These buns are sweet and spicy and full of molasses--almost a hybrid of a cookie and a biscuit. They can also contain raisins for a Lassy Raisin Bun.  I've not added the raisins in these as I like them plain.  They're good just as they are or can take a pat of butter or a spoonful of jam.  Don eats them like a cookie but I like them buttered. (We're like Jack Sprat and his wife.) They're great in a lunch box or make a great snack with a tall glass of milk or a cup of tea.  (I just ate two for my breakfast.)


Lassy Buns
3 cups flour
½ cup sugar
½ teaspoon salt
1 ½ teaspoons baking soda
2 teaspoons baking powder
1 teaspoon cinnamon, optional
¼ teaspoon cloves, optional

½ cup molasses
½ cup butter
½ cup milk
1 egg
1 teaspoon vanilla

Preheat oven to 400 degrees. Line a cookie sheet with parchment paper.

In a large bowl, combine dry ingredients together, mixing well.  Lay aside.

In a small microwave-proof bowl, combine molasses, butter and milk.  Microwave 40 seconds or until butter is starting to melt.  Stir until everything is combined.  The mixture should not be hot.  If it is let cool.  Add egg and vanilla and beat together until combined.

Make a well in the dry ingredients and pour in the molasses mixture.  Gently mix until everything is combined in a soft dough. 

Turn dough out onto a well floured surface and gently knead 3 or 4 times to bring the dough together.  Pat dough out into a rectangle or circle about an inch high.  Using a well floured biscuit cutter cut out the buns and lay on parchment paper lined cookie sheet.  You may have the buns touching for soft sides or leave a little space between for crusty sides. 

Bake 12-15 minutes.

Makes about 20 small buns or 15 medium.


½ cup of raisins may be added to the batter for Lassy Raisin Buns.



 Mix the dry ingredients together.  Combine well.  Set aside.


 Heat butter, molasses and milk together just long enough to start melting the butter.  Mix with egg and vanilla.

Combine the wet and dry ingredients together.  Use a gentle hand when mixing.  The dough will be quite soft.  Turn out on well floured surface and knead together 3 or 4 times until the dough comes together.  Pat or roll out to about an inch thick.  Cut with cookie or biscuit cutter.  If you don't have a cutter use a drinking glass.  Dip the open end of glass in flour and use that to cut out the buns.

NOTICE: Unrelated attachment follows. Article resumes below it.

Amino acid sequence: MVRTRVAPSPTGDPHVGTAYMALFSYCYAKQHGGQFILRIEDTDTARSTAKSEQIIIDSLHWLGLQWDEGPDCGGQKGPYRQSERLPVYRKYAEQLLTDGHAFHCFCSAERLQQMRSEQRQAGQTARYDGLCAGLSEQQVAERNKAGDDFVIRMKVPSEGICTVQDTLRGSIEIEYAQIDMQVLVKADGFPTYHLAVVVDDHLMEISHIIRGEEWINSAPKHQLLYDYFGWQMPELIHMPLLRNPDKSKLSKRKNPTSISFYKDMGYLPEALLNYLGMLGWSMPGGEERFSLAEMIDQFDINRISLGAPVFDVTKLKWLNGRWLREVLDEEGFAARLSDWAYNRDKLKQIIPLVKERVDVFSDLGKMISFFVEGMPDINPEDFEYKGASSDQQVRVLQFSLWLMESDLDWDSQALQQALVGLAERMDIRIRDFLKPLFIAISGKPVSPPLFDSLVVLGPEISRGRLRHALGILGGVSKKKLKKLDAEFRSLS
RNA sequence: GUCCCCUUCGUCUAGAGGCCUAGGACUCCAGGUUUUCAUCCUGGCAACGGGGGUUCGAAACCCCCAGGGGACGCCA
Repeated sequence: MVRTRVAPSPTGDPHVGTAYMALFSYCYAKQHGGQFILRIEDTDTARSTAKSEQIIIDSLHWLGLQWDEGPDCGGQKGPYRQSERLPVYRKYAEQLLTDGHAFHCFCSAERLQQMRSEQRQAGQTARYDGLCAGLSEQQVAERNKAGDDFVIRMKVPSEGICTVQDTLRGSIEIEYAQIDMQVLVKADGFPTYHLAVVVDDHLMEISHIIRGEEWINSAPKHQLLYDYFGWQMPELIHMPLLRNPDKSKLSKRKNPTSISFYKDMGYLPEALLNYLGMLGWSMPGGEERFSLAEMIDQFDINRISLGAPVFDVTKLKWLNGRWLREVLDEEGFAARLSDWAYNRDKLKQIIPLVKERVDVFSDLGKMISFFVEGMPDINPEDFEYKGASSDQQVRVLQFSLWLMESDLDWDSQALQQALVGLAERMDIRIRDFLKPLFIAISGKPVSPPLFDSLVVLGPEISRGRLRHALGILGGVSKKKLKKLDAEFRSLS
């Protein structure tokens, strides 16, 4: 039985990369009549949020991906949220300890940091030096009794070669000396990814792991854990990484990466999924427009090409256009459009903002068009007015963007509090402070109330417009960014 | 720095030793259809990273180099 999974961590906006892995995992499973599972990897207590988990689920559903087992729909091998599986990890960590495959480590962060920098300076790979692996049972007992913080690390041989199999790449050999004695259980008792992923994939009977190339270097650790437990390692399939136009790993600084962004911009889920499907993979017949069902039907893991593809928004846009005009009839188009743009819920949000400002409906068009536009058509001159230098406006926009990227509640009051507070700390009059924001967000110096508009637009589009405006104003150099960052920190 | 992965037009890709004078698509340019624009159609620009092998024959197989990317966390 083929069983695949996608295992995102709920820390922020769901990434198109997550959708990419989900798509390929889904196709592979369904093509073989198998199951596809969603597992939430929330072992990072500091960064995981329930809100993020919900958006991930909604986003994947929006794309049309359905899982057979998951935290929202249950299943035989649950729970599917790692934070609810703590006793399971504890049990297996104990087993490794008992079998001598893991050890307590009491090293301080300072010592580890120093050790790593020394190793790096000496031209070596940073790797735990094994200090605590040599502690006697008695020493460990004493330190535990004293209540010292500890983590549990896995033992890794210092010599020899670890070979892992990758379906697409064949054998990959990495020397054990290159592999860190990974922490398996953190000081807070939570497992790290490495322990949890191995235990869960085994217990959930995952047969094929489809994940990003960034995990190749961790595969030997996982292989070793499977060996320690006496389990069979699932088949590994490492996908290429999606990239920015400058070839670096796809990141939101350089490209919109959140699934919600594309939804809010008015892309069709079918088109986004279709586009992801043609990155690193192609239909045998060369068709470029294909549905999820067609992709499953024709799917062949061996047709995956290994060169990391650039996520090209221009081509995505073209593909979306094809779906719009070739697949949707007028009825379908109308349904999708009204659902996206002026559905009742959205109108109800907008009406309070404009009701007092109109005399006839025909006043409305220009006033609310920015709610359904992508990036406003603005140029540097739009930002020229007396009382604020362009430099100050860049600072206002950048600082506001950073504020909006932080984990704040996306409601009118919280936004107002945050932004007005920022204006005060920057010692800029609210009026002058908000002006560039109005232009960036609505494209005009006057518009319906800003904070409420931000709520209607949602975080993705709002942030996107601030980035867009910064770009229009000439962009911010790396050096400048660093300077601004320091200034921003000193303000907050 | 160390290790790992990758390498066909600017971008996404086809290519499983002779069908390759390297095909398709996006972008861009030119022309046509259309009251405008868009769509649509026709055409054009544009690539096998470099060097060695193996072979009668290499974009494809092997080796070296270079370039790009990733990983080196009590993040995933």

I like to place the buns close together.  They will rise and fill in the pan while baking.  
Mmmmm....first bun out.


 A little butter or jam tops off the bun.  I like a bit of butter.


 
Store Lassy Buns in an airtight container.


Lassy Buns waiting for a cold glass of milk or cup of tea.


Monday, August 18, 2014

Eggplant Parmesan


Don and I both enjoy eggplant, especially if its Eggplant Parmesan.  I started making this years ago and it was an immediate hit with the family.  It's a great casserole to make ahead and bake just before eating.  It's a good potluck dish as well.  People see the cheese and tomato sauce and automatically their mind tells them they'll like this dish.  Even if they've never eaten eggplant before, most people enjoy this dish. 

Eggplant Parmesan is a delicious casserole which makes a great side dish to meatballs, spaghetti, macaroni or any pasta dish.  It's also good with potatoes, veggie patties and salad.   It can even step in as the main dish in a meal, mmmmm....Eggplant, garlic bread and salad.  Anyhoo, if you like pizza, you'll probably like Eggplant Parmesan. 

Eggplant Parmesan is a dish that is really a process rather than a recipe.  It's hard to measure what a large, medium or small eggplant will yield in slices but I'll try and give you as accurate measurements as I can.  Don't be put-off with the length of the recipe. It's because I'm trying to explain what I do.  Actually, it's a very simple recipe--fry, layer and bake. 


Eggplant Parmesan
1 large eggplant or 2 smaller medium eggplant
Salt
1 cup flour
2 cups dry breadcrumbs or cracker crumbs (I like saltine cracker crumbs)